Sunday, July 19, 2009

Mongolian History - Conclusion

In a previous post, we already mentioned the Buddhist monastery that we found at the back of the box canyon here at Turtle Rock, it being one of the few which escaped destruction by the Russian communists. We did go visit that monastery before we left.

We drove to the back of the canyon on some very 'interesting' terrain. But then it was quite a climb up the side of the hill/mountain to get up to it, to say nothing of the hanging

bridge just a swayin’ in the breeeze that we had to cross(way to go Sister Caldwell!) and the 108 steps taking us the rest of the way to the monastery itself.

This monastery is hundreds of years old and is still used for prayer, occasionally, by the few Monks still in the area. The monasteries we have visited are always quite colorful and fun to see, with many symbolic representations, inside and out (too many to include here). We thought we might include this one of a picture of (guess what?) the Tree of Life.

We’ve also include a panorama I stitched together showing the view from the front of the monastery. As you can see, it was quite a nice view and we took some time to enjoy it! Not too surprising that the monks would choose such a place to build a monastery.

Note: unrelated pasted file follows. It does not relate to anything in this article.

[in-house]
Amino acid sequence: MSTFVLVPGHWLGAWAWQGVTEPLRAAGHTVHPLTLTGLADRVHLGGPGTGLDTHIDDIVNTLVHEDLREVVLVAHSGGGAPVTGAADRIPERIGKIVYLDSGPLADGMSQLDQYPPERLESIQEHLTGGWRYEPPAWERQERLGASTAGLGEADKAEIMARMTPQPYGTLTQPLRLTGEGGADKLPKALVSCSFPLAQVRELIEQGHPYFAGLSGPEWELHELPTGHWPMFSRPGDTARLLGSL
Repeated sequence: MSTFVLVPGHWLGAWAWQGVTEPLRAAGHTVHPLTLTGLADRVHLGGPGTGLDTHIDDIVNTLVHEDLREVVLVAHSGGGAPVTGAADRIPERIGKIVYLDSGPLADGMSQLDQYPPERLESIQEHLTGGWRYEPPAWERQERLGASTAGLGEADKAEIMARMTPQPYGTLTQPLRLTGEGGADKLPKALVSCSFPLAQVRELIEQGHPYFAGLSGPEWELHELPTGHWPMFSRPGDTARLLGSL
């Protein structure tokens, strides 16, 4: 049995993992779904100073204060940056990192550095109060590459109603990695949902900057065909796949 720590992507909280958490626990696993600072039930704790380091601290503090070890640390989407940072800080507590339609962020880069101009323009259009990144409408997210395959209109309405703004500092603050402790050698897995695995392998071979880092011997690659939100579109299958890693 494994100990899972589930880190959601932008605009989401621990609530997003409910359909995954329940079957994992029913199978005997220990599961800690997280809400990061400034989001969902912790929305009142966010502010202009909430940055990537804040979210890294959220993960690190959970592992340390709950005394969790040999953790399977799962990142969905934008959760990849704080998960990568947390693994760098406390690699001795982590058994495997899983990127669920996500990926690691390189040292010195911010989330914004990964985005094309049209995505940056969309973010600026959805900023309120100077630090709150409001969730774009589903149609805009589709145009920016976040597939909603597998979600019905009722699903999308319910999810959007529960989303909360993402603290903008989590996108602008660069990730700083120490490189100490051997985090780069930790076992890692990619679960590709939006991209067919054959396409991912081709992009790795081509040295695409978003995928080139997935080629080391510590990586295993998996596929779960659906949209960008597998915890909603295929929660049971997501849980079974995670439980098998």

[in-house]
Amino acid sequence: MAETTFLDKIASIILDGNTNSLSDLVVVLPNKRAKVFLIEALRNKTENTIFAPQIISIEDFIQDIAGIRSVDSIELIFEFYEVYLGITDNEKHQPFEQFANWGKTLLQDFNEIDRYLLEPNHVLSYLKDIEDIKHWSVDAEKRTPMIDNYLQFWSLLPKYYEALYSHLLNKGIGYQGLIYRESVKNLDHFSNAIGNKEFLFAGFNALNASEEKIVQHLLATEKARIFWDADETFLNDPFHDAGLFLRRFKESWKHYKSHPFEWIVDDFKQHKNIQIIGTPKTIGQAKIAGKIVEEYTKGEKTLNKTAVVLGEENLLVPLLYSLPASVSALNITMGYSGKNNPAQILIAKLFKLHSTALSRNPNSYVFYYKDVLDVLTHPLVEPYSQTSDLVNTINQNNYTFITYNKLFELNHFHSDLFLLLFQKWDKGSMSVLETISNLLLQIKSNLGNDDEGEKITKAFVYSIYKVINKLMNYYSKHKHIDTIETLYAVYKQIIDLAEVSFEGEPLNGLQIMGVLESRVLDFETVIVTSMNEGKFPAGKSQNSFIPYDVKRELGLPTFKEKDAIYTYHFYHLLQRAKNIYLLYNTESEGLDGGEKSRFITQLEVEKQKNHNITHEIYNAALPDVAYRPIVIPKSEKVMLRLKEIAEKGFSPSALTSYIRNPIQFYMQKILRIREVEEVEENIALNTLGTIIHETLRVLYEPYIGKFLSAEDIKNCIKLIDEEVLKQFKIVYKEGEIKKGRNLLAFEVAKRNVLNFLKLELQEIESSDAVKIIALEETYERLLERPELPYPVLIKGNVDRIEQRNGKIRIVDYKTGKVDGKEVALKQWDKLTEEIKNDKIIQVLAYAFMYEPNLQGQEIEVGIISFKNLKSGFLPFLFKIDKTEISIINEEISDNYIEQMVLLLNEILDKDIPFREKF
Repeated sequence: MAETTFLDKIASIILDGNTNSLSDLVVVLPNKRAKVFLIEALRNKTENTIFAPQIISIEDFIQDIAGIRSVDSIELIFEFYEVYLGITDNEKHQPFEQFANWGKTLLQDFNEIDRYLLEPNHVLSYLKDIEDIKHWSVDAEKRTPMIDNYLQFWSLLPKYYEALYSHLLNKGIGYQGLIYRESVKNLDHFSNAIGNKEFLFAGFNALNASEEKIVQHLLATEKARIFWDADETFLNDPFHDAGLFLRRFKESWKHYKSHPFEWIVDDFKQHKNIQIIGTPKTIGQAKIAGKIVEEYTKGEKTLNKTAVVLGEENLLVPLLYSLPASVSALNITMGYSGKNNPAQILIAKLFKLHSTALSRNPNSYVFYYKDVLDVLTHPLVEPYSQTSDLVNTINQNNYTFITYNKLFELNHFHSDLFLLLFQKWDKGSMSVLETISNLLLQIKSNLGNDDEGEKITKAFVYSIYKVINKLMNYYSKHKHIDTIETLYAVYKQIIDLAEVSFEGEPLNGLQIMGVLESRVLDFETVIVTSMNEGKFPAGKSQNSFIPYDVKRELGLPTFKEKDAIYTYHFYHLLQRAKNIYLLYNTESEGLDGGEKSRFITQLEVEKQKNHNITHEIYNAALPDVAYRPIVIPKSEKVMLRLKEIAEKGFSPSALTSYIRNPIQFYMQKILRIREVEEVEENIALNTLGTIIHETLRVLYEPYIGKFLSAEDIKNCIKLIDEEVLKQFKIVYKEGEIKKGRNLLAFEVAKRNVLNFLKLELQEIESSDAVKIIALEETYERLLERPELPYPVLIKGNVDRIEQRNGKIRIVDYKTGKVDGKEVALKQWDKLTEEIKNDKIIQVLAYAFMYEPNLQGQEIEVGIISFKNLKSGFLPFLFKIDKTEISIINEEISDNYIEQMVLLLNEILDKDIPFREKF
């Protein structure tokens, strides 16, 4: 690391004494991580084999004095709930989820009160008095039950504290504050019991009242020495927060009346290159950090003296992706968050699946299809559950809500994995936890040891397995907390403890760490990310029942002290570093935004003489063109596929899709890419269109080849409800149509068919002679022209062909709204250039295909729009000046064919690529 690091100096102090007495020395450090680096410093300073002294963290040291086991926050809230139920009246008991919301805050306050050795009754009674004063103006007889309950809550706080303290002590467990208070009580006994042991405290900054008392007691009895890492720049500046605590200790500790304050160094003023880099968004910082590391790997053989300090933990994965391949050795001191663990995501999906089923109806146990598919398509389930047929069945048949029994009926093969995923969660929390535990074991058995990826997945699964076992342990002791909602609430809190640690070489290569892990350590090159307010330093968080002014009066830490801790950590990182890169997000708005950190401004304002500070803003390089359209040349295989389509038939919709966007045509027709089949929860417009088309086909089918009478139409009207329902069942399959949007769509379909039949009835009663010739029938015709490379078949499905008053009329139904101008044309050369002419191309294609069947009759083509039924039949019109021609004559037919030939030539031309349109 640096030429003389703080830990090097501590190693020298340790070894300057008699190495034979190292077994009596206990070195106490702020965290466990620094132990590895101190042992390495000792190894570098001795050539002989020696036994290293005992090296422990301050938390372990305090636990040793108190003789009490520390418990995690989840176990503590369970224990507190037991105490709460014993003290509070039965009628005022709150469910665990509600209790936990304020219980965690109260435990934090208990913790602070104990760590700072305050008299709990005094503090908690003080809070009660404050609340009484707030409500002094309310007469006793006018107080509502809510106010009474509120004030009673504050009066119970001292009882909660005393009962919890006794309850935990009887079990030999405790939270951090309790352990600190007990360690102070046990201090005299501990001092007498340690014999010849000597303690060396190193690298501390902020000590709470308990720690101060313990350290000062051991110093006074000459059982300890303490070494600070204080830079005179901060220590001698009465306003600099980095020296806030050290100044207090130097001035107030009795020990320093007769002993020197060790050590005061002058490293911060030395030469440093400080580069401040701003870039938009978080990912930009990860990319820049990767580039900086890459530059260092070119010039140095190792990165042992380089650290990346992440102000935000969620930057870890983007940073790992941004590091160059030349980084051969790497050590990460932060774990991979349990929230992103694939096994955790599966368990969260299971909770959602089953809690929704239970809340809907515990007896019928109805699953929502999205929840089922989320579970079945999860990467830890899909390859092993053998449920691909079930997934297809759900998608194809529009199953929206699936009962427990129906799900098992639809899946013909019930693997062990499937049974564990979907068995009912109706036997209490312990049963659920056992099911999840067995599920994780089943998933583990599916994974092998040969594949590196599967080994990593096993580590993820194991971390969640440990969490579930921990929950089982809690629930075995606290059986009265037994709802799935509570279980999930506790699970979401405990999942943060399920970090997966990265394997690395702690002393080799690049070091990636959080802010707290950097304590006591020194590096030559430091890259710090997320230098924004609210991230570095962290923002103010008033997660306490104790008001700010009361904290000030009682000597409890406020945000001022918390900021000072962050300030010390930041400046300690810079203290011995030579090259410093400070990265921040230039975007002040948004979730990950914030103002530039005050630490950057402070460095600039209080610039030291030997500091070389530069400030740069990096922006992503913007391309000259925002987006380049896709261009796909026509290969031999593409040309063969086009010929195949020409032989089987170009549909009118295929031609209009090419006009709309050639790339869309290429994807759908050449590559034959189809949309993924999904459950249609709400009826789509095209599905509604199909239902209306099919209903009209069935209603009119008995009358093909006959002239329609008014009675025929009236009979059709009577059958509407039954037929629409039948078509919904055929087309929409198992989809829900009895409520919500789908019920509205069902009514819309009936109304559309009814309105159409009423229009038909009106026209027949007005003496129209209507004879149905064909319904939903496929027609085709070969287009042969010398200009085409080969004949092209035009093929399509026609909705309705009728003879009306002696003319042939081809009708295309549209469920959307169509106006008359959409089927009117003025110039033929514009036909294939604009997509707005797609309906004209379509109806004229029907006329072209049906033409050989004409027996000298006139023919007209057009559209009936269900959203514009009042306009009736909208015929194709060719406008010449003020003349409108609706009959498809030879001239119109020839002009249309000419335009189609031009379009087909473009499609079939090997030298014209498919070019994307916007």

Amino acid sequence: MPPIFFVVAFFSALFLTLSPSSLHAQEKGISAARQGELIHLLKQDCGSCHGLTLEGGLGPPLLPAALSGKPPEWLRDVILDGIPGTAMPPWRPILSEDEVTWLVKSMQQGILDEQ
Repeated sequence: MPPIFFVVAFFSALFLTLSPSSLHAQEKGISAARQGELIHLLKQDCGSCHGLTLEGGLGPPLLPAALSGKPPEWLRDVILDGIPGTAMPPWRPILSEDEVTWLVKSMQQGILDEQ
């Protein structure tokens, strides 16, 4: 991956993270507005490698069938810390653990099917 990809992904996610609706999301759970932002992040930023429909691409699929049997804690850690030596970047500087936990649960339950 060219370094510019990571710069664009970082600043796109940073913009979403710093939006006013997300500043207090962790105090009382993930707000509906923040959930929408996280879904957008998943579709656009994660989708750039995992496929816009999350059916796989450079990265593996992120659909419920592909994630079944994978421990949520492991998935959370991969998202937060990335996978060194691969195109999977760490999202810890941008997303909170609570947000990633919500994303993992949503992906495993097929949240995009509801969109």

There was much to see in this canyon and, we were told, much took place here in early Mongolian history, but our time was limited as is our space for this post. We look forward to sharing more when we return.

Before we left Turtle Rock, we stopped inside one of the gers nearby. It was all fitted out with ancient style furnishings and costumes. And we just couldn’t resist, so we dressed up in a couple of those costumes and took a couple of pictures – for a price, of course! Don’t we look regal!

But, time was passing quickly and we finally headed further into the mountains. Our guide explained a few things along the way, but we finally drove down into a river bottom area, using what would best be described as a dirt path heading down a pretty steep embankment. It is amazing where you can drive a mini-van when you want to!

The area was gorgeous, as you can see. A family which lived there (what we would give for a home in such a place!) fixed us a lunch of traditional noodles and meat. Then we went for a little horseback ride. The Terelj River runs through here, spreading out in several fingers or branches. We crossed several of those branches on our ride, some of which were deep enough that we had to lift our feet to keep from getting them wet.

Unfortunately, we had meetings we needed to attend that night and all too soon it was necessary to head back to ‘the big city’! You know what they say, all good things must come to an end!

If any of you would like to pay us a visit over here, we would be happy to show you around!